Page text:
Strengthening the Foundations? Alternative Institutions for Finance and Development
The 21st century has ushered in the emergence of alternative institutions for liquidity provision and development finance, many of which are Southern-led. While this new financing brings real benefits to an architecture that has long been under stress and deemed insufficient, challenges lie ahead. With the addition of Southern-led institutions, there are now more sources of financing available to emerging market and developing countries (EMDs), which in turn may increase their voice in the traditional international financial institutions dominated by advanced economies. However, this new and complex system may also create fresh inequities and fault lines between new and existing institutions, which will be difficult to overcome through the coordination of a fragmented and diverse system.
An article in the Journal of Development and Changes serves as the introduction to a special issue on international economic order . Authors William N. Kring and Kevin P. Gallagher discuss the need for financial institutions for development and the shortcomings of the Bretton Woods order that has been widely critiqued for decades. The article also surveys the new developmental financial landscape, including new institutions for liquidity provisions, as well as institutions for development finance. The authors discuss the risks and benefits of this new architecture and examine the traditional political economy approaches to Western-led international financial institutions. The article offers a discussion of the theoretical contributions of the special issue, as well as a roadmap for the articles that follow.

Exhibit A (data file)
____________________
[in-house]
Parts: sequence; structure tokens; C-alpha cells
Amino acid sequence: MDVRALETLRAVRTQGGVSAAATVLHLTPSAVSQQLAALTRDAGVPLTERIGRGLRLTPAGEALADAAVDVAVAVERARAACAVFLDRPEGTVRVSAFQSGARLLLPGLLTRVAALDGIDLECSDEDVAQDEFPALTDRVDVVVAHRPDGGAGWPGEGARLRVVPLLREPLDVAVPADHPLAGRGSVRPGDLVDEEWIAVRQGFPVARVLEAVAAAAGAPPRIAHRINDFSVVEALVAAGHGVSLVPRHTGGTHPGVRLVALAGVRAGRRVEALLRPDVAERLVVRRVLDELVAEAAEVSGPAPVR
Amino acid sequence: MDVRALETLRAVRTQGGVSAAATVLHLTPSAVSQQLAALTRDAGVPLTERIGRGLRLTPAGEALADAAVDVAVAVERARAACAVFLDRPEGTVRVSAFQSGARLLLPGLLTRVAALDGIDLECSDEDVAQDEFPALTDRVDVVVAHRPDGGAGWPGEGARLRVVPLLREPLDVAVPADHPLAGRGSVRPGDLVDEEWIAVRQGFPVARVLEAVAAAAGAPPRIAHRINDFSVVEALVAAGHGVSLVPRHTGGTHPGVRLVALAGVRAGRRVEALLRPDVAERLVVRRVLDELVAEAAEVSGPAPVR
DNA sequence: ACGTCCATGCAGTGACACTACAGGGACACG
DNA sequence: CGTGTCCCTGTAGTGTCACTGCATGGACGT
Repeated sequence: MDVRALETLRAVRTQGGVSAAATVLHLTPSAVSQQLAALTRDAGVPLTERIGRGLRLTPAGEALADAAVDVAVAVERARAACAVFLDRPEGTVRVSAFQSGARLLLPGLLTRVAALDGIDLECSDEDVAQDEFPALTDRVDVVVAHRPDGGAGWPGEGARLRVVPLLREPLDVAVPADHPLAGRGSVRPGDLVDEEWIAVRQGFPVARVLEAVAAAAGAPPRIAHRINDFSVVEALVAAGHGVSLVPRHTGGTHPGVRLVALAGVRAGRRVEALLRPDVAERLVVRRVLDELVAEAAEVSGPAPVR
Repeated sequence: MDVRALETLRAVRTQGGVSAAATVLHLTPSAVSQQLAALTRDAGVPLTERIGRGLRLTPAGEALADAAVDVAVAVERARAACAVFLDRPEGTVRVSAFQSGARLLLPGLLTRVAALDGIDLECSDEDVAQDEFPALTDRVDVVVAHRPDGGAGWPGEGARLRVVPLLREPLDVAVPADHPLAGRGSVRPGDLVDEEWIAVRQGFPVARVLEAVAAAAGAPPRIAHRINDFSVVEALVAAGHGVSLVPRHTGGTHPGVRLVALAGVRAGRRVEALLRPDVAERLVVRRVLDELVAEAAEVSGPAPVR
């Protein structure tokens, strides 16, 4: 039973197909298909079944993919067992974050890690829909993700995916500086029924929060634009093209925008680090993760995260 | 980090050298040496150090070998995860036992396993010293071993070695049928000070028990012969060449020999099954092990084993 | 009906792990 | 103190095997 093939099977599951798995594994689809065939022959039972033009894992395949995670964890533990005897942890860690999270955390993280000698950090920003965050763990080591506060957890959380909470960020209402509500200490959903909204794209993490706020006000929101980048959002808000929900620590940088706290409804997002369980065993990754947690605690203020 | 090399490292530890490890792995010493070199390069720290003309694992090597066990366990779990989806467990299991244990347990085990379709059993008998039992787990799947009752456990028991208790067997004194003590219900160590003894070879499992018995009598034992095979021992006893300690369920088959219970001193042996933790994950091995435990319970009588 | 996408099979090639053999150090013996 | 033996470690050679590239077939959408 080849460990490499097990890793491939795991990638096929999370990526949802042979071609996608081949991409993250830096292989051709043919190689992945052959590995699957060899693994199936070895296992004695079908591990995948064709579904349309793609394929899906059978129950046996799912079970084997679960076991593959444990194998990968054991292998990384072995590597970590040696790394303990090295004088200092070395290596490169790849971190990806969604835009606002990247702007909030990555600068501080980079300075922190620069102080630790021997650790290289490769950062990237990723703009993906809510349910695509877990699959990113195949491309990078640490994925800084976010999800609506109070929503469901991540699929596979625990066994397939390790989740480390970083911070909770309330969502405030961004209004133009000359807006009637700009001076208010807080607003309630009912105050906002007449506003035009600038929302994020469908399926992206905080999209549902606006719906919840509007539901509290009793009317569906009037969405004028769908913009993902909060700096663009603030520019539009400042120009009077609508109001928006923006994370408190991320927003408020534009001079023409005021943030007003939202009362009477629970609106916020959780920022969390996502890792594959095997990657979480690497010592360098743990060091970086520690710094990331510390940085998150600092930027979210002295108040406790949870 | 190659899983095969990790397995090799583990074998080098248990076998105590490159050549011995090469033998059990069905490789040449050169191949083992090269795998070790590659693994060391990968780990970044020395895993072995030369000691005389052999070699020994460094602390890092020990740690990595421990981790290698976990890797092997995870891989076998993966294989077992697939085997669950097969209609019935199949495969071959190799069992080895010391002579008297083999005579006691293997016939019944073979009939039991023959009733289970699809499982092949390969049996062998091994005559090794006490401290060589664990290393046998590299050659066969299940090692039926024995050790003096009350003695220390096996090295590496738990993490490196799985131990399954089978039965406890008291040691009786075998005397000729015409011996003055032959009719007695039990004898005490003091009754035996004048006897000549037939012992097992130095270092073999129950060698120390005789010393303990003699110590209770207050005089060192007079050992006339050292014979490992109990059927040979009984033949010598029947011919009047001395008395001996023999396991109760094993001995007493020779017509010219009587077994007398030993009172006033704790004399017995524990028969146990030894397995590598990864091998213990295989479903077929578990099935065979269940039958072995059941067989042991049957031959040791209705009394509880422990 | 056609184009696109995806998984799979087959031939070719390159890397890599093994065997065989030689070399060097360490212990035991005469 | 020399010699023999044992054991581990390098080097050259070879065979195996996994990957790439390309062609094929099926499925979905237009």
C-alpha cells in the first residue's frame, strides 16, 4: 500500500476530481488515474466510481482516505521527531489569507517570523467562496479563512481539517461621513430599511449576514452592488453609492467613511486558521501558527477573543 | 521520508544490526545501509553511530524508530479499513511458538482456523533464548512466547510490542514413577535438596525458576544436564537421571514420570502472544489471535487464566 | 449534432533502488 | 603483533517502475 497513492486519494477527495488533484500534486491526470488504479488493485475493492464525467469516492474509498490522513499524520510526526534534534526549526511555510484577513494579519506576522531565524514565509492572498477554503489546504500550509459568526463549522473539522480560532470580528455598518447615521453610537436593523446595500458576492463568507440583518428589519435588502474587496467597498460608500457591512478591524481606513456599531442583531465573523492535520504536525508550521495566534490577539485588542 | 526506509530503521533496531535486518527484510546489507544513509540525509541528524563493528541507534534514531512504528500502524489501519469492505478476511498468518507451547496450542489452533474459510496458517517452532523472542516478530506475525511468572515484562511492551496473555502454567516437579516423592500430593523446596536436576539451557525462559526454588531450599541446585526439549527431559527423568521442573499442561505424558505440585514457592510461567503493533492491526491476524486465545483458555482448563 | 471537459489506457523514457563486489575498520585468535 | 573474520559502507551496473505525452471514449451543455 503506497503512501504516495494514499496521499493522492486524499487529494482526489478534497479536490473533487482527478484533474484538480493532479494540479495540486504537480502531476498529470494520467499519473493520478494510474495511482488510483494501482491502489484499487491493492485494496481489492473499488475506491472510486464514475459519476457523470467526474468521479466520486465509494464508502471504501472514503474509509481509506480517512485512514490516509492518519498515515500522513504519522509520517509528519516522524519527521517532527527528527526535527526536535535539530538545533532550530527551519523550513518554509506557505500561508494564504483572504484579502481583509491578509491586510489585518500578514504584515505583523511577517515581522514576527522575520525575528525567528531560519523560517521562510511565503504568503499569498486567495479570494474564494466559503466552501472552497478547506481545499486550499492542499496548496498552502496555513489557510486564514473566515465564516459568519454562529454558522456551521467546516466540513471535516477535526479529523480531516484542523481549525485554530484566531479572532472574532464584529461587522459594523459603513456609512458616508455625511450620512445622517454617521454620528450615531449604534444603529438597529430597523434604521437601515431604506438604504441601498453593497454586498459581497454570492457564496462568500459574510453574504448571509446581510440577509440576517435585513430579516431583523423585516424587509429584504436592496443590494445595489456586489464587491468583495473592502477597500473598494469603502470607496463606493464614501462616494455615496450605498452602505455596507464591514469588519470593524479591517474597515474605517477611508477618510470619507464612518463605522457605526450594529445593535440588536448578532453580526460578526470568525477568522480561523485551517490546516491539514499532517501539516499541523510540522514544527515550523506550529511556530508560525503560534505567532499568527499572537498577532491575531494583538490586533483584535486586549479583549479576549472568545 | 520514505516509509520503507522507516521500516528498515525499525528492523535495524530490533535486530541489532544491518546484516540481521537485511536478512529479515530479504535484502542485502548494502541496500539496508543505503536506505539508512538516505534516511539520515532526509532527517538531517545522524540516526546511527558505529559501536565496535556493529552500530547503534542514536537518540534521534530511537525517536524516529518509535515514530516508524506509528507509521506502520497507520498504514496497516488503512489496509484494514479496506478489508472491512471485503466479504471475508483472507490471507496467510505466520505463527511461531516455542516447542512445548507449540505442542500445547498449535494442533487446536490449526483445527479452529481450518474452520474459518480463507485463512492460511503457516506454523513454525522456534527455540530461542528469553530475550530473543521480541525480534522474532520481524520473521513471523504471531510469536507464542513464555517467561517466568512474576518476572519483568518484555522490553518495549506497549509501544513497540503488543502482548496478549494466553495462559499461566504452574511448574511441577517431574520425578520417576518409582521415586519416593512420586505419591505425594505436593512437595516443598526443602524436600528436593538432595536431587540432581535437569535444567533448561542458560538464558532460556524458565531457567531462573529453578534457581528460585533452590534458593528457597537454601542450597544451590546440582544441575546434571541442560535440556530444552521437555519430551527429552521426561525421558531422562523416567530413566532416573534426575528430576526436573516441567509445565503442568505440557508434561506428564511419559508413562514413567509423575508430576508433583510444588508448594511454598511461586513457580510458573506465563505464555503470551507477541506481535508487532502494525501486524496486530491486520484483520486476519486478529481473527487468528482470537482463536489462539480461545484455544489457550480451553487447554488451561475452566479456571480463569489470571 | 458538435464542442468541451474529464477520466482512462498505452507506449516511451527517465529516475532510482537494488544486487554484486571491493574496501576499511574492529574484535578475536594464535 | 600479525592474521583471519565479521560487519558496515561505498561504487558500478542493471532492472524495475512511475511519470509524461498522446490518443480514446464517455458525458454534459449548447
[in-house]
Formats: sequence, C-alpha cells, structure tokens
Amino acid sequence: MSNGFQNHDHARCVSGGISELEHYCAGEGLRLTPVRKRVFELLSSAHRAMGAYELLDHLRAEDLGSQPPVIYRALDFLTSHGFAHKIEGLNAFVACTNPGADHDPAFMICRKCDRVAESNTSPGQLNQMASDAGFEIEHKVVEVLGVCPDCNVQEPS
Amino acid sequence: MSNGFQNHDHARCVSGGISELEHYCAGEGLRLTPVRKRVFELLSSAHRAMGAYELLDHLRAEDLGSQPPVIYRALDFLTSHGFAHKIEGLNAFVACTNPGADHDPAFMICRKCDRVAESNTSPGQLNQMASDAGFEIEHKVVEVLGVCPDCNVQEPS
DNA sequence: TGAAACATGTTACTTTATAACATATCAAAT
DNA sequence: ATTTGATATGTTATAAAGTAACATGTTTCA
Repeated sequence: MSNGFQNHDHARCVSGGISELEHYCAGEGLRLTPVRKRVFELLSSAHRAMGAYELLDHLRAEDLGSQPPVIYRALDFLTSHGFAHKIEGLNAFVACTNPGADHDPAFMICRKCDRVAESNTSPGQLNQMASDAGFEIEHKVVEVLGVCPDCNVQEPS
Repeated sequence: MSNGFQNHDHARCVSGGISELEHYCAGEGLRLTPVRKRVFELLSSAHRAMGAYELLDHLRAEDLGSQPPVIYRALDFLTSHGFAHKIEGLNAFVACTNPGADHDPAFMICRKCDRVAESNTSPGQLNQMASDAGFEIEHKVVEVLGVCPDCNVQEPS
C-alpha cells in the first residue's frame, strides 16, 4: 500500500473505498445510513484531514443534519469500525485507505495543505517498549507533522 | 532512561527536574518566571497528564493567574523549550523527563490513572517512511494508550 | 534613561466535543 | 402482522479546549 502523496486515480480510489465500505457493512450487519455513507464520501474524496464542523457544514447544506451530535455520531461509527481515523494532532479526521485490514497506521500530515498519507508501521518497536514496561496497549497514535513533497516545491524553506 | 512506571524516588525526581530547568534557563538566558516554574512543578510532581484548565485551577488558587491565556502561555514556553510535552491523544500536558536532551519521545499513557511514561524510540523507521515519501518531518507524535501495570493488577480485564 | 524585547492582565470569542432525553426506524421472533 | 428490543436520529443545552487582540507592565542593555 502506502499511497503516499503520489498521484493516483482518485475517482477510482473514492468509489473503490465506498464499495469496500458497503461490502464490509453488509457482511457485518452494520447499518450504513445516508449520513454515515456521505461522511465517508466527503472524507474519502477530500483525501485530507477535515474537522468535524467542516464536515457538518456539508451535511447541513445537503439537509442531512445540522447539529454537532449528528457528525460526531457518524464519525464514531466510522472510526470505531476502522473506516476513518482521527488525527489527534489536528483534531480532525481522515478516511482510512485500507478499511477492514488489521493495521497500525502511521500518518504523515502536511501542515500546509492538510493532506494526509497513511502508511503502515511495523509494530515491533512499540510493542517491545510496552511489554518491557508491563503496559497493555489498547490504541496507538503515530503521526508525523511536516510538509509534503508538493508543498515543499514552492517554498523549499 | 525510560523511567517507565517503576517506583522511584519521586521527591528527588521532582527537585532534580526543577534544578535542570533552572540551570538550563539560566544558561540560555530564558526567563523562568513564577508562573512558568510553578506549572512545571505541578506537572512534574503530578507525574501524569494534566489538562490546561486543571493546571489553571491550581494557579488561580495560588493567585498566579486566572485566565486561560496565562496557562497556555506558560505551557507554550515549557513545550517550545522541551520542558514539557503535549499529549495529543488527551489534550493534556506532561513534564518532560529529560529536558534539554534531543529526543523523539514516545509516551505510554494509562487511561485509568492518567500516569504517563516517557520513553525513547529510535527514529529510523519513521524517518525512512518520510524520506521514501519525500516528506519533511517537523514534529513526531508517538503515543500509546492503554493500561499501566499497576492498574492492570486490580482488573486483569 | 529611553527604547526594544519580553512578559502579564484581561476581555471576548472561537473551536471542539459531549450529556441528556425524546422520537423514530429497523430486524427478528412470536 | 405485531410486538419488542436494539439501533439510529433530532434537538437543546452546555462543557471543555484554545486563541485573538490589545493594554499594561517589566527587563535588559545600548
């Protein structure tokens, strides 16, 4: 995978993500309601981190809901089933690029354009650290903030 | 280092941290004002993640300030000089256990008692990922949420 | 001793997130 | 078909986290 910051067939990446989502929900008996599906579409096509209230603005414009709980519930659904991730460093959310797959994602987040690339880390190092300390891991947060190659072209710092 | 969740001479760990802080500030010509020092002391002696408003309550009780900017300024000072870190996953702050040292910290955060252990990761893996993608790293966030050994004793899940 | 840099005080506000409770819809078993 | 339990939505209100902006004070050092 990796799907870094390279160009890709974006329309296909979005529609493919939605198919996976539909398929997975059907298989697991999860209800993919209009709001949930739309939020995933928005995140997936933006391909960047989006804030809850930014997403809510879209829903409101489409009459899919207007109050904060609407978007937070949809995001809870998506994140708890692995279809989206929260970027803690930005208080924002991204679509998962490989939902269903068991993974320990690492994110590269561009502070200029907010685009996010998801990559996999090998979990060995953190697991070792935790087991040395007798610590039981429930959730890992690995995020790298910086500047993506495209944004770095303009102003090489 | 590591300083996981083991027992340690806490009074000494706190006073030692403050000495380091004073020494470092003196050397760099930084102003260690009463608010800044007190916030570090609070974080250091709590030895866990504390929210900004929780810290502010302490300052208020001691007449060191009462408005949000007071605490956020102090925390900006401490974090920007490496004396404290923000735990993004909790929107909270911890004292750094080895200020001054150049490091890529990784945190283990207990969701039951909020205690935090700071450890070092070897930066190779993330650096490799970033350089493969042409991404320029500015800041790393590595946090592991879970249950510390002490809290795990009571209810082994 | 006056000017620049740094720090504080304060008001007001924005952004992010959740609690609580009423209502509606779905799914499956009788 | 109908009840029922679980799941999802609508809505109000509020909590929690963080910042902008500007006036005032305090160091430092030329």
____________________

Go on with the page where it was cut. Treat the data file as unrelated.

In the special issue, the authors identify that there are a number of institutions that have emerged and a number of existing institutions that have grown in the wake of the 2007-08 financial crisis. The new system is more complex and fragmented, and there is a level of productive incoherence to what is occurring in the financial order. While this brings opportunities for new levels of voice, possibilities for exit and new possibilities for leverage, it also results in new inequalities and new sets of winners and losers around these institutions. Finally, the authors introduce an unresolved question that will require further academic research: how safe is the system for stability and growth?